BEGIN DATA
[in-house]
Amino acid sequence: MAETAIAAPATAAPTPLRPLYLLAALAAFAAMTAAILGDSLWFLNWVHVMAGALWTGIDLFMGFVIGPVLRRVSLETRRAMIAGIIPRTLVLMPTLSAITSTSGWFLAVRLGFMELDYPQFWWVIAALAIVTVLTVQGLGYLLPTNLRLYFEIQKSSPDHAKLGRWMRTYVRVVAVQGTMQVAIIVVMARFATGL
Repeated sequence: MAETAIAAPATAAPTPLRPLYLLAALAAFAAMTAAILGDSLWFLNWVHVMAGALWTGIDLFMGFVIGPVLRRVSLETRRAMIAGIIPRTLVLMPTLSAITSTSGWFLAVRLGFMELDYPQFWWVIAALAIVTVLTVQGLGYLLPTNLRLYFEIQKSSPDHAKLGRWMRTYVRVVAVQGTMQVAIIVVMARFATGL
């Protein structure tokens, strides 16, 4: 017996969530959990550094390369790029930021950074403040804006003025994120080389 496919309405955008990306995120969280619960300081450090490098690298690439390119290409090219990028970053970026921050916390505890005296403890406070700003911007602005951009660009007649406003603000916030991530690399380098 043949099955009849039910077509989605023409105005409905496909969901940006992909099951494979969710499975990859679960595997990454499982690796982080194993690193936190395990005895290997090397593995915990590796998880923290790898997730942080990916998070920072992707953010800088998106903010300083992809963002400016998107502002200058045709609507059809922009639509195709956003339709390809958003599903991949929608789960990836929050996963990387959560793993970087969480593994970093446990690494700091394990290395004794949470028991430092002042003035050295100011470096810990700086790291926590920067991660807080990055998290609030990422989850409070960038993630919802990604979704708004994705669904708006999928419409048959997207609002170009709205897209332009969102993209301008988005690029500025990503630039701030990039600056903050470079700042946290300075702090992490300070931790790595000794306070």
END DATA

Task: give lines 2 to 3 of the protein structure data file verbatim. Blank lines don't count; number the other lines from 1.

Amino acid sequence: MAETAIAAPATAAPTPLRPLYLLAALAAFAAMTAAILGDSLWFLNWVHVMAGALWTGIDLFMGFVIGPVLRRVSLETRRAMIAGIIPRTLVLMPTLSAITSTSGWFLAVRLGFMELDYPQFWWVIAALAIVTVLTVQGLGYLLPTNLRLYFEIQKSSPDHAKLGRWMRTYVRVVAVQGTMQVAIIVVMARFATGL
Repeated sequence: MAETAIAAPATAAPTPLRPLYLLAALAAFAAMTAAILGDSLWFLNWVHVMAGALWTGIDLFMGFVIGPVLRRVSLETRRAMIAGIIPRTLVLMPTLSAITSTSGWFLAVRLGFMELDYPQFWWVIAALAIVTVLTVQGLGYLLPTNLRLYFEIQKSSPDHAKLGRWMRTYVRVVAVQGTMQVAIIVVMARFATGL